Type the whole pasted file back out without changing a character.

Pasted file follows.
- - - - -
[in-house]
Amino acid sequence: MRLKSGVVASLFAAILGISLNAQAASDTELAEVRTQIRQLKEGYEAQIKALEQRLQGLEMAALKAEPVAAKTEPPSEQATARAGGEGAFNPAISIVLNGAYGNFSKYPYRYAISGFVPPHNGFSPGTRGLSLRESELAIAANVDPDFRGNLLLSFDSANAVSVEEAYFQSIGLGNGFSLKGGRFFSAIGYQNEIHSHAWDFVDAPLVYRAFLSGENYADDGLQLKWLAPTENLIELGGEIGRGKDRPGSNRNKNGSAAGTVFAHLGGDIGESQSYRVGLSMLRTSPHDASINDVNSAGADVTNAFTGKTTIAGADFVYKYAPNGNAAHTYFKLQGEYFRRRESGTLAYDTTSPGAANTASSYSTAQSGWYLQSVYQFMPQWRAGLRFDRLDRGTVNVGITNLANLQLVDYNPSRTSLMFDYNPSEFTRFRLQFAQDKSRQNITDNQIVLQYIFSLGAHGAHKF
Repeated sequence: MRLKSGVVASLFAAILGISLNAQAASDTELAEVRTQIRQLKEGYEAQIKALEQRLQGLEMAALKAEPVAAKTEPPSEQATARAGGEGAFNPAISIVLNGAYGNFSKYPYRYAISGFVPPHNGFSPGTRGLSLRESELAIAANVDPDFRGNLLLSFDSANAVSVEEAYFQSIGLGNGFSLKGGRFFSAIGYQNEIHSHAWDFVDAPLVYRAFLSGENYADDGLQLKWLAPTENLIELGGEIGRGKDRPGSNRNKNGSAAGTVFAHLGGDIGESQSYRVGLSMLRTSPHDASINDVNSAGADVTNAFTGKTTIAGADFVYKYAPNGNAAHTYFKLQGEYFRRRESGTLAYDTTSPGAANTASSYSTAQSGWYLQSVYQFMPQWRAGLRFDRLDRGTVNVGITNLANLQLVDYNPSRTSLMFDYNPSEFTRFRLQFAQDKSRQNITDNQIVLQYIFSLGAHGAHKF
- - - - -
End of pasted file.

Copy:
[in-house]
Amino acid sequence: MRLKSGVVASLFAAILGISLNAQAASDTELAEVRTQIRQLKEGYEAQIKALEQRLQGLEMAALKAEPVAAKTEPPSEQATARAGGEGAFNPAISIVLNGAYGNFSKYPYRYAISGFVPPHNGFSPGTRGLSLRESELAIAANVDPDFRGNLLLSFDSANAVSVEEAYFQSIGLGNGFSLKGGRFFSAIGYQNEIHSHAWDFVDAPLVYRAFLSGENYADDGLQLKWLAPTENLIELGGEIGRGKDRPGSNRNKNGSAAGTVFAHLGGDIGESQSYRVGLSMLRTSPHDASINDVNSAGADVTNAFTGKTTIAGADFVYKYAPNGNAAHTYFKLQGEYFRRRESGTLAYDTTSPGAANTASSYSTAQSGWYLQSVYQFMPQWRAGLRFDRLDRGTVNVGITNLANLQLVDYNPSRTSLMFDYNPSEFTRFRLQFAQDKSRQNITDNQIVLQYIFSLGAHGAHKF
Repeated sequence: MRLKSGVVASLFAAILGISLNAQAASDTELAEVRTQIRQLKEGYEAQIKALEQRLQGLEMAALKAEPVAAKTEPPSEQATARAGGEGAFNPAISIVLNGAYGNFSKYPYRYAISGFVPPHNGFSPGTRGLSLRESELAIAANVDPDFRGNLLLSFDSANAVSVEEAYFQSIGLGNGFSLKGGRFFSAIGYQNEIHSHAWDFVDAPLVYRAFLSGENYADDGLQLKWLAPTENLIELGGEIGRGKDRPGSNRNKNGSAAGTVFAHLGGDIGESQSYRVGLSMLRTSPHDASINDVNSAGADVTNAFTGKTTIAGADFVYKYAPNGNAAHTYFKLQGEYFRRRESGTLAYDTTSPGAANTASSYSTAQSGWYLQSVYQFMPQWRAGLRFDRLDRGTVNVGITNLANLQLVDYNPSRTSLMFDYNPSEFTRFRLQFAQDKSRQNITDNQIVLQYIFSLGAHGAHKF